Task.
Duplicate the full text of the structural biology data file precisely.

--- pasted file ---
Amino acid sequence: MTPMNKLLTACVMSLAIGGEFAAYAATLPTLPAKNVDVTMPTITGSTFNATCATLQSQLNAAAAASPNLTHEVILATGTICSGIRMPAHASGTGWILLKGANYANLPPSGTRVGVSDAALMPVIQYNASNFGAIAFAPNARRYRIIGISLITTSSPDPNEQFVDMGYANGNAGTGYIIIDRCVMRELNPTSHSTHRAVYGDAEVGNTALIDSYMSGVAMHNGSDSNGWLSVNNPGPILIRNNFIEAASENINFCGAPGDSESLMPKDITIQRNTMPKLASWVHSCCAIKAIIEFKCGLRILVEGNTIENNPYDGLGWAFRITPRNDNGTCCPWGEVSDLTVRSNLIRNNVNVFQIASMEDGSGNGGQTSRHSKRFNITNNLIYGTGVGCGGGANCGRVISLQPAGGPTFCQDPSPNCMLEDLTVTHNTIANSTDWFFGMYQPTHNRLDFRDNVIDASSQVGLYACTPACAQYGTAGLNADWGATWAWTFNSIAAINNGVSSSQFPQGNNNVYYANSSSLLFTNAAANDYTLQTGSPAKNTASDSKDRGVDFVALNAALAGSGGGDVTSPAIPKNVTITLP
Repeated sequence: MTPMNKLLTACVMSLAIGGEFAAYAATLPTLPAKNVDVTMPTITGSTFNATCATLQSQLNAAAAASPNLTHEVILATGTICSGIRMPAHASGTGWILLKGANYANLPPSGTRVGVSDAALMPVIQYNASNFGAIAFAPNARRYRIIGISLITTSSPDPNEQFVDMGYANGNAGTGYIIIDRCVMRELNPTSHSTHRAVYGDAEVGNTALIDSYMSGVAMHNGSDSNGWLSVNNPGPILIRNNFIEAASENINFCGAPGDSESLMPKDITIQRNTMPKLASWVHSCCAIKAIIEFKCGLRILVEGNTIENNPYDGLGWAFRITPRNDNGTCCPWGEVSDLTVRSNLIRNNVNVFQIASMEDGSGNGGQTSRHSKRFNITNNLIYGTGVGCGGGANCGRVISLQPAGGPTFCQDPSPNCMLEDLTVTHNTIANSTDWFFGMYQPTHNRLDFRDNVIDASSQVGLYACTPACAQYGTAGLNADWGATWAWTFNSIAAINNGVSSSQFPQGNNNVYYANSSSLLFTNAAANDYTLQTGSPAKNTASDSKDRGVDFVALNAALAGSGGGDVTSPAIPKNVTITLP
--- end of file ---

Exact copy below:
Amino acid sequence: MTPMNKLLTACVMSLAIGGEFAAYAATLPTLPAKNVDVTMPTITGSTFNATCATLQSQLNAAAAASPNLTHEVILATGTICSGIRMPAHASGTGWILLKGANYANLPPSGTRVGVSDAALMPVIQYNASNFGAIAFAPNARRYRIIGISLITTSSPDPNEQFVDMGYANGNAGTGYIIIDRCVMRELNPTSHSTHRAVYGDAEVGNTALIDSYMSGVAMHNGSDSNGWLSVNNPGPILIRNNFIEAASENINFCGAPGDSESLMPKDITIQRNTMPKLASWVHSCCAIKAIIEFKCGLRILVEGNTIENNPYDGLGWAFRITPRNDNGTCCPWGEVSDLTVRSNLIRNNVNVFQIASMEDGSGNGGQTSRHSKRFNITNNLIYGTGVGCGGGANCGRVISLQPAGGPTFCQDPSPNCMLEDLTVTHNTIANSTDWFFGMYQPTHNRLDFRDNVIDASSQVGLYACTPACAQYGTAGLNADWGATWAWTFNSIAAINNGVSSSQFPQGNNNVYYANSSSLLFTNAAANDYTLQTGSPAKNTASDSKDRGVDFVALNAALAGSGGGDVTSPAIPKNVTITLP
Repeated sequence: MTPMNKLLTACVMSLAIGGEFAAYAATLPTLPAKNVDVTMPTITGSTFNATCATLQSQLNAAAAASPNLTHEVILATGTICSGIRMPAHASGTGWILLKGANYANLPPSGTRVGVSDAALMPVIQYNASNFGAIAFAPNARRYRIIGISLITTSSPDPNEQFVDMGYANGNAGTGYIIIDRCVMRELNPTSHSTHRAVYGDAEVGNTALIDSYMSGVAMHNGSDSNGWLSVNNPGPILIRNNFIEAASENINFCGAPGDSESLMPKDITIQRNTMPKLASWVHSCCAIKAIIEFKCGLRILVEGNTIENNPYDGLGWAFRITPRNDNGTCCPWGEVSDLTVRSNLIRNNVNVFQIASMEDGSGNGGQTSRHSKRFNITNNLIYGTGVGCGGGANCGRVISLQPAGGPTFCQDPSPNCMLEDLTVTHNTIANSTDWFFGMYQPTHNRLDFRDNVIDASSQVGLYACTPACAQYGTAGLNADWGATWAWTFNSIAAINNGVSSSQFPQGNNNVYYANSSSLLFTNAAANDYTLQTGSPAKNTASDSKDRGVDFVALNAALAGSGGGDVTSPAIPKNVTITLP